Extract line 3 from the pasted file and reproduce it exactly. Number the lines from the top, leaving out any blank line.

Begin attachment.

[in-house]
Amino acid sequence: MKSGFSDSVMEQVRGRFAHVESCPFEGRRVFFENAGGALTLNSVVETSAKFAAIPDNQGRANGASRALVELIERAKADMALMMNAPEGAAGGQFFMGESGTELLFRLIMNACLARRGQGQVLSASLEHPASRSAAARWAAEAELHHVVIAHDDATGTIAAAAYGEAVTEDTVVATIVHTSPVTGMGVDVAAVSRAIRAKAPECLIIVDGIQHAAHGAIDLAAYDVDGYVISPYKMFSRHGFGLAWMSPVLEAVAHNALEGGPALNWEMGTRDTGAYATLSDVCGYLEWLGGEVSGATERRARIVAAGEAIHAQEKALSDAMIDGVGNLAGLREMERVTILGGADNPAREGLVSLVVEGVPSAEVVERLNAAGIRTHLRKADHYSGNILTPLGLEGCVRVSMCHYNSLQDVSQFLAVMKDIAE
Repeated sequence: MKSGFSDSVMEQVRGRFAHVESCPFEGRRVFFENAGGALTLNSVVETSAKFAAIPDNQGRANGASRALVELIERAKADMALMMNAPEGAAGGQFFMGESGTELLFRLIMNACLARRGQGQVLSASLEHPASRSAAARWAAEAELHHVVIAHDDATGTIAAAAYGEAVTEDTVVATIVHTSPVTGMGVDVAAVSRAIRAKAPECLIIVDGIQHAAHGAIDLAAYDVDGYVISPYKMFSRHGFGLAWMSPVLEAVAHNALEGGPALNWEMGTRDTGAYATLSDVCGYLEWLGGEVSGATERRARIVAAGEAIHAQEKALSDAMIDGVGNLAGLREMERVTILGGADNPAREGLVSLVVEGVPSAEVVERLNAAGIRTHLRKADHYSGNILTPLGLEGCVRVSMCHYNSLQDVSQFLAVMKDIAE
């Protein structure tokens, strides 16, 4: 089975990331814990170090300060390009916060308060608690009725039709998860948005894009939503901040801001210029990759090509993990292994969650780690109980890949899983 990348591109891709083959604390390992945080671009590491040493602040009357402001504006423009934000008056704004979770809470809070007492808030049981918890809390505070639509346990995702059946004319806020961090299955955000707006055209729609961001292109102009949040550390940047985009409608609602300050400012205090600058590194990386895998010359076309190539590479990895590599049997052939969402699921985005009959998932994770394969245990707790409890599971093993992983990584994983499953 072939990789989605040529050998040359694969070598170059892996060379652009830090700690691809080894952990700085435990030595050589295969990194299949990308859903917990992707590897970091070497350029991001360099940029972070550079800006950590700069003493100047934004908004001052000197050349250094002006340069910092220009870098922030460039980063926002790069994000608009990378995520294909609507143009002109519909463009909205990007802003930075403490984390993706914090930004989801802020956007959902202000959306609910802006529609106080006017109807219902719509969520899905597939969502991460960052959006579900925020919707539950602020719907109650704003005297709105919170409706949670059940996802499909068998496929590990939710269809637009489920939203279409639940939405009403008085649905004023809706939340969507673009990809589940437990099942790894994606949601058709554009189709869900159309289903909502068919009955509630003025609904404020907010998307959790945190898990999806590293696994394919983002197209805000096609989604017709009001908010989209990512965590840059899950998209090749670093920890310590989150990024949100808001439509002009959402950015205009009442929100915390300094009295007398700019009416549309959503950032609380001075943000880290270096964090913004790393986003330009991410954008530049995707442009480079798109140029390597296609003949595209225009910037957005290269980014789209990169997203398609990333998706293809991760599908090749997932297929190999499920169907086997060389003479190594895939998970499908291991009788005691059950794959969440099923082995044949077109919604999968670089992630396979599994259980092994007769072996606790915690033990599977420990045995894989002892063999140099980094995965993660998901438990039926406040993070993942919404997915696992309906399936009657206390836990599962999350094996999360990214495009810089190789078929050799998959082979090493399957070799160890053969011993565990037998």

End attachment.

Repeated sequence: MKSGFSDSVMEQVRGRFAHVESCPFEGRRVFFENAGGALTLNSVVETSAKFAAIPDNQGRANGASRALVELIERAKADMALMMNAPEGAAGGQFFMGESGTELLFRLIMNACLARRGQGQVLSASLEHPASRSAAARWAAEAELHHVVIAHDDATGTIAAAAYGEAVTEDTVVATIVHTSPVTGMGVDVAAVSRAIRAKAPECLIIVDGIQHAAHGAIDLAAYDVDGYVISPYKMFSRHGFGLAWMSPVLEAVAHNALEGGPALNWEMGTRDTGAYATLSDVCGYLEWLGGEVSGATERRARIVAAGEAIHAQEKALSDAMIDGVGNLAGLREMERVTILGGADNPAREGLVSLVVEGVPSAEVVERLNAAGIRTHLRKADHYSGNILTPLGLEGCVRVSMCHYNSLQDVSQFLAVMKDIAE